Homework is a bummer, almost everyone agrees, but most parents shoulder the burden without even thinking. We sit our kids down at the kitchen table and "supervise" as they writhe and moan, gnaw at pencils and eventually slide off their chairs like limp rag dolls who have been exorcised of all imagination, natural curiosity and will to live.
When I complained about this daily torture on social media recently, an overwhelming number of parents agreed. But one Kingston-based mother, Dawn Livicker Quelch, got in touch to share her own innovative personal strategy. "My house is a homework-free zone," she said. "At the start of the school year, I send a note to the teacher indicating that in our family the value of work-life balance is highly prized and homework-for-the-sake-of-homework will not be accommodated.
"I make it clear that if my daughter needs remedial help or if it is a time-management issue that is leading to incomplete classwork, then I'm fine with that," Quelch continued. "But photocopied worksheets are returned uncompleted with a sticky note from me that reads 'We talked about this, remember?' " Quelch hasn't had any major pushback from teachers, but her daughter is only in Grade 2.
It's no secret that homework has increased in recent decades. Talk to anyone who grew up in the 1970s or 80s (including most parents of school-age children) and you will find that, prior to middle school when complex math and grammar really kick in, they barely remember doing any homework at all.
Homework, in those days, was a burden for pre-teens and older students. And that, as it turns out, was exactly as it should be.
There is simply no scientific evidence to back up the commonly held view that more homework makes young kids smarter or more hard-working. In fact, there is plenty of evidence to suggest that for children in primary and elementary schools, the opposite is true – that large amounts of homework can have a detrimental effect on learning and intellectual and social development. And yet for the most part, our pushy homework culture still exists. The question is why?
The reason, mostly likely, is misinterpretation of the existing data – in particular the assumption that what's good for older kids must also be good for their younger counterparts. And, by extension, that more of a good thing is obviously great.
Harris Cooper, a neuroscientist at Duke University and author of the bestselling book The Battle Over Homework, has established a name for himself as North America's reigning homework research guru. His argument, in essence, is that a moderate amount homework is good (it's linked to higher achievement) for students at a high school level.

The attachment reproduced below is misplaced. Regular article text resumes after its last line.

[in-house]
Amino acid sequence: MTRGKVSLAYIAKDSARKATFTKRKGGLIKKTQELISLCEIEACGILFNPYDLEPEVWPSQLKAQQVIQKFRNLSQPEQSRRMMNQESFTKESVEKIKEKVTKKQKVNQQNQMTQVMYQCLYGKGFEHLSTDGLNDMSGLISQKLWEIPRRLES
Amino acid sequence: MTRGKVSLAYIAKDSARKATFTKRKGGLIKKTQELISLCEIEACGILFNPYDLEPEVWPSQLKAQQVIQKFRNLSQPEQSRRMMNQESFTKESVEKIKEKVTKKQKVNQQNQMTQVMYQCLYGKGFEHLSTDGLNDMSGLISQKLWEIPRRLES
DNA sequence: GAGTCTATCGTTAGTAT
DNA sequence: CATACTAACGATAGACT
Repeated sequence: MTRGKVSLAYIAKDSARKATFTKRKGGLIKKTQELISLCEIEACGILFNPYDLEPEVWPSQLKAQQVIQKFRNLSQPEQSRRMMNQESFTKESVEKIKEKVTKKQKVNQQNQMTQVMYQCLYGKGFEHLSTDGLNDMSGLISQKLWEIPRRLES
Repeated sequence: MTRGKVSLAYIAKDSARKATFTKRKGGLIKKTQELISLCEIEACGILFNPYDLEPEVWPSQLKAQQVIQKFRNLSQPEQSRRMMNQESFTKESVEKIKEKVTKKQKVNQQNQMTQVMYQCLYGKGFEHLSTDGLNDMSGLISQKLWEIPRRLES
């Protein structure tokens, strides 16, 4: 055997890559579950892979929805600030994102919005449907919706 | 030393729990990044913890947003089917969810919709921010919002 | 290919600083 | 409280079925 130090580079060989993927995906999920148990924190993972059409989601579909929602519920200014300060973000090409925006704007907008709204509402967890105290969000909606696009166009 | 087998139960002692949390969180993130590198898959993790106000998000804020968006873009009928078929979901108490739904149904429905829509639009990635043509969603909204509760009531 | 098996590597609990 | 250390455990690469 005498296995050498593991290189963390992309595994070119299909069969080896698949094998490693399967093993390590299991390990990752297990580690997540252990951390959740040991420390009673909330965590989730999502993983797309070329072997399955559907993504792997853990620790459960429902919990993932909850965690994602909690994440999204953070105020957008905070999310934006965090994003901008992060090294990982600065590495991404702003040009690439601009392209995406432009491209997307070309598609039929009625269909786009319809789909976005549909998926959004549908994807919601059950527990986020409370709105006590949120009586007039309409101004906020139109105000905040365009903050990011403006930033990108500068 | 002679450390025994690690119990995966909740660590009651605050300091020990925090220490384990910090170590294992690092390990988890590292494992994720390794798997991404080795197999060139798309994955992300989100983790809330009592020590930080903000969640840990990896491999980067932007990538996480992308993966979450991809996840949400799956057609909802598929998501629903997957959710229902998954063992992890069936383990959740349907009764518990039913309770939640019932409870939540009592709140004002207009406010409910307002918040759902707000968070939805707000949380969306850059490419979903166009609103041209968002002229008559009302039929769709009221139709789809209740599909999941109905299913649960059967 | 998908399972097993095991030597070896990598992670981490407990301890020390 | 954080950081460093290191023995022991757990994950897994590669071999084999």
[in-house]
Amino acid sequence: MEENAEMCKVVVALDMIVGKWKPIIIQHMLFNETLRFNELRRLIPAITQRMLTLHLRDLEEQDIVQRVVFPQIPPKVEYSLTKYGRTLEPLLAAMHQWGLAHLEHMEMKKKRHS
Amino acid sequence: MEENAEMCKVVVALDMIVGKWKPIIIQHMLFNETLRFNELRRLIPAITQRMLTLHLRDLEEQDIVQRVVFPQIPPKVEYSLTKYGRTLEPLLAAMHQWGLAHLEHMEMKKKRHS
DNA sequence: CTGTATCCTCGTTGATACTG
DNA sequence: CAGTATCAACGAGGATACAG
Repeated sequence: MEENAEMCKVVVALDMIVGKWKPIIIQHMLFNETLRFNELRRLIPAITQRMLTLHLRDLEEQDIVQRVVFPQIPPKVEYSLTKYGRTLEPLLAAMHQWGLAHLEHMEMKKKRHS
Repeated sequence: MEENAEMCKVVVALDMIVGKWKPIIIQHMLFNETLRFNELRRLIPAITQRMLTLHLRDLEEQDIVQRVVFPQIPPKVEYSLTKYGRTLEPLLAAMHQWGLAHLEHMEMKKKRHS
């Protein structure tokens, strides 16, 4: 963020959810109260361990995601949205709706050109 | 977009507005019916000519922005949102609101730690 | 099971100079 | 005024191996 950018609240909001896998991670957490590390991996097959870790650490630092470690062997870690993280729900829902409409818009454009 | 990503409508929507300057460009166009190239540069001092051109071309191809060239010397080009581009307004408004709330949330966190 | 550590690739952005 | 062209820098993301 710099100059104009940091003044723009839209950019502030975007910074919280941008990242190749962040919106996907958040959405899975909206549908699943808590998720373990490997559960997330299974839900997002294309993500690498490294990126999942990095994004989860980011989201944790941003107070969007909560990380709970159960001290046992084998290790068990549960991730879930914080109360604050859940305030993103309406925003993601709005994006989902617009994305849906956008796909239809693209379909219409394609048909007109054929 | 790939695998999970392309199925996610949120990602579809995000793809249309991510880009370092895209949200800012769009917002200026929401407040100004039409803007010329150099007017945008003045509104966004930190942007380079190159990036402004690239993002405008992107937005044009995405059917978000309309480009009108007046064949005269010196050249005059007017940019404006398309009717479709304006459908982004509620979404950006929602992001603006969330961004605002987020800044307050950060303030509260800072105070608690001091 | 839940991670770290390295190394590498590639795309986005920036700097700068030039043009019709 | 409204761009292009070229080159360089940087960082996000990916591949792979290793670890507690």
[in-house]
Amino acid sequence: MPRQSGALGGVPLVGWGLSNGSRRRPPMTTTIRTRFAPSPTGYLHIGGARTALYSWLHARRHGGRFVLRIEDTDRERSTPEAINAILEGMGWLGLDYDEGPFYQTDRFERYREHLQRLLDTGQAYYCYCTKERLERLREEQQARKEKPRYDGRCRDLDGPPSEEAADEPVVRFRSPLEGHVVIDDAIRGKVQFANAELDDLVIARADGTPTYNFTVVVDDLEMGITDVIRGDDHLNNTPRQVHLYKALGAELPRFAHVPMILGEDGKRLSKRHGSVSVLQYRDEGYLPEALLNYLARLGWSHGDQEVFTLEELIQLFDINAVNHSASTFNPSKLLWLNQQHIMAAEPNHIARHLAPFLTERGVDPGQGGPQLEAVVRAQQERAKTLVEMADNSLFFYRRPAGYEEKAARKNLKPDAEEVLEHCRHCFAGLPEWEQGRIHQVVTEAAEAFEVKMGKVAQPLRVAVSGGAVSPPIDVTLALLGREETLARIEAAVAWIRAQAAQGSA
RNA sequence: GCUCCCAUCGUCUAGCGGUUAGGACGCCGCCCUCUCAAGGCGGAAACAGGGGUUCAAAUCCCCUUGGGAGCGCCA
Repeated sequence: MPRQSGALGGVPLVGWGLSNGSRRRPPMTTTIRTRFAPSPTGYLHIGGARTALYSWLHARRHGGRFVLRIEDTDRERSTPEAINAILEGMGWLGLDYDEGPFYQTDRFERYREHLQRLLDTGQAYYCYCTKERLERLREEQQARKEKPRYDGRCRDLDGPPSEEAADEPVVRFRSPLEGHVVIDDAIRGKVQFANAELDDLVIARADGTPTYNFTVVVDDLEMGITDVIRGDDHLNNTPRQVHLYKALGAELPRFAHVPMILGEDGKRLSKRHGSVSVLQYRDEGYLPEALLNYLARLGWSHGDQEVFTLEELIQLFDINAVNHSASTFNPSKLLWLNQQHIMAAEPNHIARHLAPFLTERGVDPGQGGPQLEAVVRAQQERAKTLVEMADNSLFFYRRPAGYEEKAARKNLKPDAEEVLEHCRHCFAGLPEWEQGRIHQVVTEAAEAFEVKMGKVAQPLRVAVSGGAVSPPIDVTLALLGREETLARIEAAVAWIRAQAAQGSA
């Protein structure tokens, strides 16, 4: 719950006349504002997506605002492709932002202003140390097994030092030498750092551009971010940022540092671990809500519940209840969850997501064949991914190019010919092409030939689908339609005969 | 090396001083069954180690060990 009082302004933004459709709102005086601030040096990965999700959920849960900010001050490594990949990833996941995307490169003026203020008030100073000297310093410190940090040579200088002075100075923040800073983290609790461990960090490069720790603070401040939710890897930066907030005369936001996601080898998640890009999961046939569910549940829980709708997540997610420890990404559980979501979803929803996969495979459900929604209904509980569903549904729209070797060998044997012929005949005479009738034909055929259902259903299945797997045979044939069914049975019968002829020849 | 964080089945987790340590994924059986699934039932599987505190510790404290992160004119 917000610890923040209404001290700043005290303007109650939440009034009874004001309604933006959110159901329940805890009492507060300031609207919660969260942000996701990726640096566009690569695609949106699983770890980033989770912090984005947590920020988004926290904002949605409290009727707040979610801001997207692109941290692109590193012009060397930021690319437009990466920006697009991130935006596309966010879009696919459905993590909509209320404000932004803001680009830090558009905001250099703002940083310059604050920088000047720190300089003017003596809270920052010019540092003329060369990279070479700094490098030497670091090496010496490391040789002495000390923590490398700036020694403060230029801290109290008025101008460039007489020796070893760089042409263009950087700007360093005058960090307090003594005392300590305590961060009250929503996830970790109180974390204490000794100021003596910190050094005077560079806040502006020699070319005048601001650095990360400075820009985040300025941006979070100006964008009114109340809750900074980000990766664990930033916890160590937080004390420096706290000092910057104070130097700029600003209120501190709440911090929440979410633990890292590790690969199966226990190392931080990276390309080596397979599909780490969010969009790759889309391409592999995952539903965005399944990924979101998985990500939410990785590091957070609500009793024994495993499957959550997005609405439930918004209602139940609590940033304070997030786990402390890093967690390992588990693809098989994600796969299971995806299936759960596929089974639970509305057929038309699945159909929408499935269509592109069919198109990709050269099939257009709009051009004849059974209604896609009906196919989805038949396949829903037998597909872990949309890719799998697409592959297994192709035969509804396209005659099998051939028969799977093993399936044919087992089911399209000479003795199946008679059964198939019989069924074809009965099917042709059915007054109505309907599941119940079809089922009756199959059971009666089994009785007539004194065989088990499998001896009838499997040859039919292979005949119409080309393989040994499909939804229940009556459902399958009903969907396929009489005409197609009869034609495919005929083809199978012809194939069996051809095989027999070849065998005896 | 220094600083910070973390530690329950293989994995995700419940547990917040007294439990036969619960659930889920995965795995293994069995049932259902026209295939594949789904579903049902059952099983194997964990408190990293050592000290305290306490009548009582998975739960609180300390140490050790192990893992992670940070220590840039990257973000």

Before that, however, he has observed there simply "is no evidence that any amount of homework improves the academic performance of elementary students." In fact, he writes, too much homework for small children can actually put some kids off education – as any parent who has ever argued with a raging and recalcitrant seven-year-old over the need to practice times tables on a sunny day can attest.
Cooper's analysis is extensive, conducted over multiple decades and involving hundreds of thousands of students. He compiled 120 studies in 1989 and then went on to analyze another 60 studies in 2006. His findings have been widely written about and discussed, except that most North American public school boards still ignore them, handing out homework to kids as young as six.
Slowly, however, this is changing.
Last school year, Collège de Saint-Ambroise, an elementary school with 339 students in the Quebec's Saguenay region, made headlines across the country when teachers restricted homework for all students in Grades 1 to 6 as part of one-year pilot project. Since then, several other Canadian schools on the so-called "alternative model" have followed suit.
In the United States, some schools have adopted the practice of "no homework nights" to give students a break. A few years back, New Yorker writer Adam Gopnik led the charge, along with a small group of concerned parents, to have homework reduced at their kids' elite Manhattan private school.
Here in Britain, a handful of state primary schools have adopted "no homework" policies that ban the practice outright for students under that age of 11.
The Toronto District School Board's official homework policy for kids at the "late-primary" level is gentle in rhetoric, if not always practice. Homework, it says, should be "clearly articulated and differentiated to reflect the unique needs of the child."
Perhaps the most surprising change is the way some parents – like Quelch – are simply taking matters into their own hands and putting their young kids on voluntary homework strike. It's a revolutionary approach – so liberating, so humane, so sensibly rebellious.
Now that spring has sprung, I might just might drag my poor kid out from under the kitchen table and try it.